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Walk and Work Treadmills

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Designed from the "Ground Up" is a term we use to describe our treadmill desks. To define this term we need to first have a brief discussion on how treadmills work from a mechanical perspective.

Treadmills are designed with a drive motor that is connected to the front roller via a belt. The pulley on the drive motor is smaller than the pulley on the front roller to create a mechanical advantage. In other words, this allows the motor to spin multiple times around for every time the front roller spins. This works like the gears of a car. The higher the ratio between the front roller and the motor, the more power the motor can transfer to the treadmill belt and the easier it is for the motor to pull you, as a user, while you're walking.

LifeSpan Treadmill Desks Workstations are used differently than traditional exercise treadmills. The average treadmill desk user will walk between 1.2 and 2.0 MPH. As a result, treadmill desks need very high torque at slow speeds and they don't need to reach running speeds at all.

This gives us the opportunity to modify the pulley ratio on our treadmill desks to create more power at low speeds to support hours of walking without overheating or adding stress to the motor and electronics.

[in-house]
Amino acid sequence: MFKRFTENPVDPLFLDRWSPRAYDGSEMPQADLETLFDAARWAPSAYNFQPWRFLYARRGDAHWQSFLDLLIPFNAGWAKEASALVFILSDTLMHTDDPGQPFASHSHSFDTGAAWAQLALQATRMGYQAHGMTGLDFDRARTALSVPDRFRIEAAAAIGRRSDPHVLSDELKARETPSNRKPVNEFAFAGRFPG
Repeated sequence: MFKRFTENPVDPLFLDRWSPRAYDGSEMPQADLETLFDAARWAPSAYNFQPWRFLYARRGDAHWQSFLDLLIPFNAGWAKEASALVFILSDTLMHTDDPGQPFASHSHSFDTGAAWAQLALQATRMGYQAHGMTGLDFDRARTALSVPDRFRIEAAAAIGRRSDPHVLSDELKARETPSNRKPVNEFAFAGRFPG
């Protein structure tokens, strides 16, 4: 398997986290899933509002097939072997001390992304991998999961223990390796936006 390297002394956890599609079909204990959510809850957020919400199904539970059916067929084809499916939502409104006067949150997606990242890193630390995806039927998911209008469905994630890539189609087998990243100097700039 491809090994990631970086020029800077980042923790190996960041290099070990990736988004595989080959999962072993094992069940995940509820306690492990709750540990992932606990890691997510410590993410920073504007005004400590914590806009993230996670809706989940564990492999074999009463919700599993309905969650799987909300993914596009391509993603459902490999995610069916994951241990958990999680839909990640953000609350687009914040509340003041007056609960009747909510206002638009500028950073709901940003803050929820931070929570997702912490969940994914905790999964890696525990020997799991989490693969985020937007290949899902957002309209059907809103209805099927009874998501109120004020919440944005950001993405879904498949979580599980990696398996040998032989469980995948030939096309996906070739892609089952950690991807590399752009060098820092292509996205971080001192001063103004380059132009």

This is only possible by reducing the maximum belt speed. The maximum speed on all of our treadmill desks is 4 MPH which you can adjust down to 2 MPH if preferred for safety reasons.

Deck Suspension: A good deck suspension reduces the impact on your knees and other joints as your foot hits the walking belt. LifeSpan treadmills use 3 independent dampeners on each side of the deck to hold the walking deck above the frame and absorb impact when your foot strikes the belt. If you plan on walking 10,000 or more steps a day, which we recommend, a good deck suspension will allow you to walk longer with less fatigue and without causing joint pain or injury. We also recommend using walking shoes with arch support and a soft sole to complement the benefits of the deck suspension.